Objectives in Bankruptcy



Posted 30 weeks 3 days ago

Laboratory Partners, Inc., and various affiliates (collectively, “MedLab” or the “Debtors”), filed chapter 11 petitions for bankruptcy on October 25, 2013.  MedLab filed for bankruptcy protection in the United States Bankruptcy Court for the District of Delaware.  The company provides laboratory services to long-term care facilities, doctors’ offices and hospitals.  As for long-term care clients, Debtors operate in Illinois, Indiana, Kentucky, Maryland, Michigan, Missouri, Ohio, Virginia and Washington D.C..  Debtors provide lab work to physicians’ groups in Indiana and Illinois and service two hospitals in Indiana.  See Laboratory Partners’ Declaration in Support of First Day Relief (“Decl.”) at *3.  Going in to bankruptcy, MedLab employs approximately 1,034 employees, most of which are hourly employees working in the company’s long-term care division.  Id.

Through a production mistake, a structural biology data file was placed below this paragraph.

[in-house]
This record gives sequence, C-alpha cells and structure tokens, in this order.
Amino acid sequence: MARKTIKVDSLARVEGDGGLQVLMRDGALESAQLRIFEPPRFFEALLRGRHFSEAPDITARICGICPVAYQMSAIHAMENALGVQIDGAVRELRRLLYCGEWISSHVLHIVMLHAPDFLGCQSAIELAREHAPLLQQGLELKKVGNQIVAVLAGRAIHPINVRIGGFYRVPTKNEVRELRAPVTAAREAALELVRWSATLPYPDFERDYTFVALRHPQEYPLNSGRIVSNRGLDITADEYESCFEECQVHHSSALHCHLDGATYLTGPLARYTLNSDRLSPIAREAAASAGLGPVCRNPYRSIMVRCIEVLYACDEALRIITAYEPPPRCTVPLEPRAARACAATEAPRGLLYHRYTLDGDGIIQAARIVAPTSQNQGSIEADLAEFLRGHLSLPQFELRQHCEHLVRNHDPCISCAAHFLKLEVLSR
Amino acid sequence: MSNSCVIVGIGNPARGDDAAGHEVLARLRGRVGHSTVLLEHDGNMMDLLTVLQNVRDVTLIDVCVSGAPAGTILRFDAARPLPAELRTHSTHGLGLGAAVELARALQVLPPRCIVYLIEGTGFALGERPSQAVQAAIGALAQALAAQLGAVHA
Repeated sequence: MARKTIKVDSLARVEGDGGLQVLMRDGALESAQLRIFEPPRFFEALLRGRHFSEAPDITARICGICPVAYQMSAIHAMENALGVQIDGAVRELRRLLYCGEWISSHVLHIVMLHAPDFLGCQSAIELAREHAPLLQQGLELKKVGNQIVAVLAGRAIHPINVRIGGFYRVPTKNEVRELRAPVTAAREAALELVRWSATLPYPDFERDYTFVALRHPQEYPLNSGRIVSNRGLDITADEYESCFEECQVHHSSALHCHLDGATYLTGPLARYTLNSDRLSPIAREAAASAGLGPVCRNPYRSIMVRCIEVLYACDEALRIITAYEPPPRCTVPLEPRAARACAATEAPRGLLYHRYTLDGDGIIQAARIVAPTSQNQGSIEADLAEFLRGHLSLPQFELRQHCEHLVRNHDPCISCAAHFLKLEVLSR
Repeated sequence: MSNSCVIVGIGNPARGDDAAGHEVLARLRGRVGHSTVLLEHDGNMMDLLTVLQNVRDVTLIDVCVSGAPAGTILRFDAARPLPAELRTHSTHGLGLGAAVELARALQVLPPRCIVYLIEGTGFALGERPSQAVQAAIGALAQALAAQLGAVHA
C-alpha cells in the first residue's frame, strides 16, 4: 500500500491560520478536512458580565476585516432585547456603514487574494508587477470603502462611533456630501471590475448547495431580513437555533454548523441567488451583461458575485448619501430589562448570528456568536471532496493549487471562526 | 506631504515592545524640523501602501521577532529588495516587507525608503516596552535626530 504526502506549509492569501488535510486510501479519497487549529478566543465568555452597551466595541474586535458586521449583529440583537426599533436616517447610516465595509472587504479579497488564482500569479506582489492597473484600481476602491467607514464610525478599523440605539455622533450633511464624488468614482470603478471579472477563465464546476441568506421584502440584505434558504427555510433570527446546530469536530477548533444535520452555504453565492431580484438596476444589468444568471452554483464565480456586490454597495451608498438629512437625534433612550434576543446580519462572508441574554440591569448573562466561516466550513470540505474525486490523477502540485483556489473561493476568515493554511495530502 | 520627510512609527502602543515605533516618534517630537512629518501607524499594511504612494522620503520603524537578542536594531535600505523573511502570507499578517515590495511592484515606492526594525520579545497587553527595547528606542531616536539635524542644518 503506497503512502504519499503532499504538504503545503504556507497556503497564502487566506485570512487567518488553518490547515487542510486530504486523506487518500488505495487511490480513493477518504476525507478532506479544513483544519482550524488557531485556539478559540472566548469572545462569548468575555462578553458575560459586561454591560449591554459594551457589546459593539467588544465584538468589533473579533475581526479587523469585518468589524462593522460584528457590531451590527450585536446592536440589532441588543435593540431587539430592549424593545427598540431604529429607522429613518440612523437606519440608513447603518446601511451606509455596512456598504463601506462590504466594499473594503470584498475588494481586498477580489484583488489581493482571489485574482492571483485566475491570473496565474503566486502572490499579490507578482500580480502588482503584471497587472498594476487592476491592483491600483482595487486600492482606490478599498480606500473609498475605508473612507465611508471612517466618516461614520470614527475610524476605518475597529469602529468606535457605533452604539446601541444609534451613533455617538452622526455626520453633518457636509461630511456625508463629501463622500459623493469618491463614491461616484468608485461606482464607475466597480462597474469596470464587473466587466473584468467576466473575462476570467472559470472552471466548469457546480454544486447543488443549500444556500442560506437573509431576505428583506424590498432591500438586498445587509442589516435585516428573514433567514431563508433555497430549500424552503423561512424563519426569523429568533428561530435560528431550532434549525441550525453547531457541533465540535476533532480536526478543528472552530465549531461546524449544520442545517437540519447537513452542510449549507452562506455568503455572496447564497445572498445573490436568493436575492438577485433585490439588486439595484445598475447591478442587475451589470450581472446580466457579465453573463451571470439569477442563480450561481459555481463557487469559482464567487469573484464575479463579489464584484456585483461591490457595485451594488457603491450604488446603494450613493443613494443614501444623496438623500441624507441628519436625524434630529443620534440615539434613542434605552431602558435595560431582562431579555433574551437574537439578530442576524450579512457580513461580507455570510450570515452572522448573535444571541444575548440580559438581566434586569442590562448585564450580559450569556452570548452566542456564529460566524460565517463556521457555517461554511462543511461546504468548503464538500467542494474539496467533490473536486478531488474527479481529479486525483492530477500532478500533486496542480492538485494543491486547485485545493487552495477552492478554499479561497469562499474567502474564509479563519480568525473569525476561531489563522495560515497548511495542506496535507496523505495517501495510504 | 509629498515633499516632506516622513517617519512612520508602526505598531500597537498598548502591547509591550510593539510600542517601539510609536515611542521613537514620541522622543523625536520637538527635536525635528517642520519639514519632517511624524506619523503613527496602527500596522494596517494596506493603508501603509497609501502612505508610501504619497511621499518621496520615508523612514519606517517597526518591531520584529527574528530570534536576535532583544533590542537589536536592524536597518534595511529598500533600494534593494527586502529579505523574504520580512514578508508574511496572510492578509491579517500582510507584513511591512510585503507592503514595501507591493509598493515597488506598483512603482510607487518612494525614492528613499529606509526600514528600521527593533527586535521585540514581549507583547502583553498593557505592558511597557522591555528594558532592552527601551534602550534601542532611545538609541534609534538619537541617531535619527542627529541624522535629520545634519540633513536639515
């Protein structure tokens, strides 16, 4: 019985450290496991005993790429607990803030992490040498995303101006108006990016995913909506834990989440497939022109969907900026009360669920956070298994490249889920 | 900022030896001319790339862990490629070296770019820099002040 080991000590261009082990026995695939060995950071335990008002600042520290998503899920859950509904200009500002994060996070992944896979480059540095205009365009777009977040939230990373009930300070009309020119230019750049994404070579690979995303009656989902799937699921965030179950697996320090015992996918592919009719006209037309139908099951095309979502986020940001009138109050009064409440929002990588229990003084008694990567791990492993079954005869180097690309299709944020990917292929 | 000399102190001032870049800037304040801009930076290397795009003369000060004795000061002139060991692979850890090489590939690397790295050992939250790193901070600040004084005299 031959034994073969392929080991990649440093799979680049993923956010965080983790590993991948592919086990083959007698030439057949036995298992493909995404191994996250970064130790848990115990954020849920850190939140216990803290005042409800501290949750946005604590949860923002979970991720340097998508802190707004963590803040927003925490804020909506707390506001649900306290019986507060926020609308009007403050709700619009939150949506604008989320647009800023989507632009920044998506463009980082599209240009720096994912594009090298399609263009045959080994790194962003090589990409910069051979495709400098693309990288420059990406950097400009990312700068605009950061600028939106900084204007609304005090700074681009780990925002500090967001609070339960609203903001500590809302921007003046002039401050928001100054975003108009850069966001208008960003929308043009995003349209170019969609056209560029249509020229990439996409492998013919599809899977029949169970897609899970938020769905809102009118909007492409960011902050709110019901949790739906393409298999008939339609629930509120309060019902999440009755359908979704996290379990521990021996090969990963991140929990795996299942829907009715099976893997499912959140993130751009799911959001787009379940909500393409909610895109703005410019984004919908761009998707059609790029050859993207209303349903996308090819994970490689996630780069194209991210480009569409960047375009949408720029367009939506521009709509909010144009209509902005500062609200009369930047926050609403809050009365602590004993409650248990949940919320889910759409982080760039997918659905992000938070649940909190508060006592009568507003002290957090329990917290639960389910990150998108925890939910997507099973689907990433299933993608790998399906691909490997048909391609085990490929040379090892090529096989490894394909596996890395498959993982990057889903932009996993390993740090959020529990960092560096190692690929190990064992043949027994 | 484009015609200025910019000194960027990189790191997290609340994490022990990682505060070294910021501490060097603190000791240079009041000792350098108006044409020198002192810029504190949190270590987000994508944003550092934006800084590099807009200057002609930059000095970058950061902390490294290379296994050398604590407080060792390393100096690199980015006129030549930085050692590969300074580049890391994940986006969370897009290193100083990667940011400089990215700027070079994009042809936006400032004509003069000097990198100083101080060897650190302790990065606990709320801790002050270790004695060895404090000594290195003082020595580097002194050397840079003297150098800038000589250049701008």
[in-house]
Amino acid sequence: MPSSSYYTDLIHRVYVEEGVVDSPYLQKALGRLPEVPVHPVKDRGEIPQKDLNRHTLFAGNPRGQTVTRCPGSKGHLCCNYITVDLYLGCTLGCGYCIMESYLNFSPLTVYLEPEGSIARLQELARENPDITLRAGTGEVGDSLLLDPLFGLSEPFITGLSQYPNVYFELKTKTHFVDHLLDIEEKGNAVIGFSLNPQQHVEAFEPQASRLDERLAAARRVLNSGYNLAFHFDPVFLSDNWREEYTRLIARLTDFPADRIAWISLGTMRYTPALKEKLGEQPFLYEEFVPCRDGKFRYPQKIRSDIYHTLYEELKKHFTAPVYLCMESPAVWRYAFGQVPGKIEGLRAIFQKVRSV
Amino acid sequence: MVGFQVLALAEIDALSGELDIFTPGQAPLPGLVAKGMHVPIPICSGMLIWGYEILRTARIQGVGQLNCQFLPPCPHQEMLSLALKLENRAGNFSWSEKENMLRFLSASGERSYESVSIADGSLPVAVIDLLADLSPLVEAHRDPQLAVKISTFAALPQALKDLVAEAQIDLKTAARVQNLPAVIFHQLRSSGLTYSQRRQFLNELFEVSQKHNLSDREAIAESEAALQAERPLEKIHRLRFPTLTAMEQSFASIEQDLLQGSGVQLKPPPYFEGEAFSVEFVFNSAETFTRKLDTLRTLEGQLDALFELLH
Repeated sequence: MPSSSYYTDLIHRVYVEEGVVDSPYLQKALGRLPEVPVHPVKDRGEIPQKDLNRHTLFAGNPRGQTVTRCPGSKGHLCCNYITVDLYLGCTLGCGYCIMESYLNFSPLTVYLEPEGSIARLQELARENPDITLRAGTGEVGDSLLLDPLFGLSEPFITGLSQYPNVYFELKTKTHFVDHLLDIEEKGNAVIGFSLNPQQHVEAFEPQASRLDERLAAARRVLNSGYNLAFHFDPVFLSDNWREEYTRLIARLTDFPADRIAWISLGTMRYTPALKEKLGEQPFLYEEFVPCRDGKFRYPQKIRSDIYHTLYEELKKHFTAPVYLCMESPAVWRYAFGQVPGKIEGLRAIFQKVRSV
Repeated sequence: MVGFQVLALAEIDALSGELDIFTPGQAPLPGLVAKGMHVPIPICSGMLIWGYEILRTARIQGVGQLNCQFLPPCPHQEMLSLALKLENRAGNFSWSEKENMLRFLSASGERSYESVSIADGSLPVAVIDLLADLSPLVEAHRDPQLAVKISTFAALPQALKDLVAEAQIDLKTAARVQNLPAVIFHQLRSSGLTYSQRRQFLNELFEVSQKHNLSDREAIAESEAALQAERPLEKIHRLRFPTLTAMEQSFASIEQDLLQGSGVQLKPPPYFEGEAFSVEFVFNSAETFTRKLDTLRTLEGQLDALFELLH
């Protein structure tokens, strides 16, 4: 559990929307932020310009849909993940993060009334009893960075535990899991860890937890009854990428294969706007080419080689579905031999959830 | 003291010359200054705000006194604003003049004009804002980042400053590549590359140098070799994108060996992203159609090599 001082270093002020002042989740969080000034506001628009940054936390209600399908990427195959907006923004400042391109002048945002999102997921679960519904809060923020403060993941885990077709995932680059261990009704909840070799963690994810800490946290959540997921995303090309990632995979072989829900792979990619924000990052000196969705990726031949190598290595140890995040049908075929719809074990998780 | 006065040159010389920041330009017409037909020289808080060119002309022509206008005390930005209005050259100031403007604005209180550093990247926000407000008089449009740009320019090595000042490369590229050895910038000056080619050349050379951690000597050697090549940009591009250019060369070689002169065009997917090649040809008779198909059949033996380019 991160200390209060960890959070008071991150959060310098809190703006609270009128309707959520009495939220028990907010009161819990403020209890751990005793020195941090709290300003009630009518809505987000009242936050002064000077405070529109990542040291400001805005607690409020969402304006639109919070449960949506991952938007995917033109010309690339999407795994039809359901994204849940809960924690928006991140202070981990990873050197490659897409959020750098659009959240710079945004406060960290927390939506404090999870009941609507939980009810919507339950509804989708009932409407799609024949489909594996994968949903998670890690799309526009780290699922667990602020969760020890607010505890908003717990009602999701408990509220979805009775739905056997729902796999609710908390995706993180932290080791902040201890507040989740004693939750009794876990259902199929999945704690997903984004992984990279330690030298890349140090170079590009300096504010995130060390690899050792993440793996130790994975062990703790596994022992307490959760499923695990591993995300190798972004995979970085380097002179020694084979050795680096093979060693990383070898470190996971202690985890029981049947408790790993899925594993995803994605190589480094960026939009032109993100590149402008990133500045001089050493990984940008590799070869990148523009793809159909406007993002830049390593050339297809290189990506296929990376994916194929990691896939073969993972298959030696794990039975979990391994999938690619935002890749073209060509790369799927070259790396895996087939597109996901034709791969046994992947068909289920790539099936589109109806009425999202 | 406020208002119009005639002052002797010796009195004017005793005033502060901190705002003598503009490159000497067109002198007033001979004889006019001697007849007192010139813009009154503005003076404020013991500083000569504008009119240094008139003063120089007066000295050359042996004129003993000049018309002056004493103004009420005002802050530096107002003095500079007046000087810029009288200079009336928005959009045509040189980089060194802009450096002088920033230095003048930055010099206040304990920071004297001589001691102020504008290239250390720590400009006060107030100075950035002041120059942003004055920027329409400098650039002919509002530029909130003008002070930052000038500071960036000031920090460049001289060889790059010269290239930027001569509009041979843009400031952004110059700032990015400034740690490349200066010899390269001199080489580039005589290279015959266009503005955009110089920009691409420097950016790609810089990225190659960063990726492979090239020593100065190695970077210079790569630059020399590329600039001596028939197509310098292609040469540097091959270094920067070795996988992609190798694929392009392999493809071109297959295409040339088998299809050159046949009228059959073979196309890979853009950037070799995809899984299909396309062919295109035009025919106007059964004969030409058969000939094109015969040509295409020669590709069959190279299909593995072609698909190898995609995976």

Posted 43 weeks 6 days ago

Green Field Energy Services, Inc. (“Green Field”), filed for bankruptcy protection yesterday in the United States Bankruptcy for the District of Delaware.  Green Field began in 1969 as Hub City Industries, LLC, a Louisiana limited liability company.  The company changed its name to Green Field Energy Services in 2011, at the same time converting to a Delaware corporation.  Up until 2010, Green Field focused its business on providing oil well-related services.  In recent years, however, the company has focused on hydraulic fracturing services.  See Green Field’s Declaration in Support of Chapter 11 Petitions and First Day Motions (the “Declaration” or “Decl.”) at *4-5.
Aside from hydraulic fracturing, Green Field provides cementing, coiled tubing, pressure pumping, acidizing and other pumping related services.  Hydraulic fracturing is the process where fluids are pumped underground at high pressure, causing the rock and sediment to fracture, which in turn releases oil and natural gas.  Decl. at *3.  The process uses “propping agents” which props open the cracks created by the fluid.  The propping agents often consist of sand, bauxite or ceramic particles.  Id.



Posted 44 weeks 22 hours ago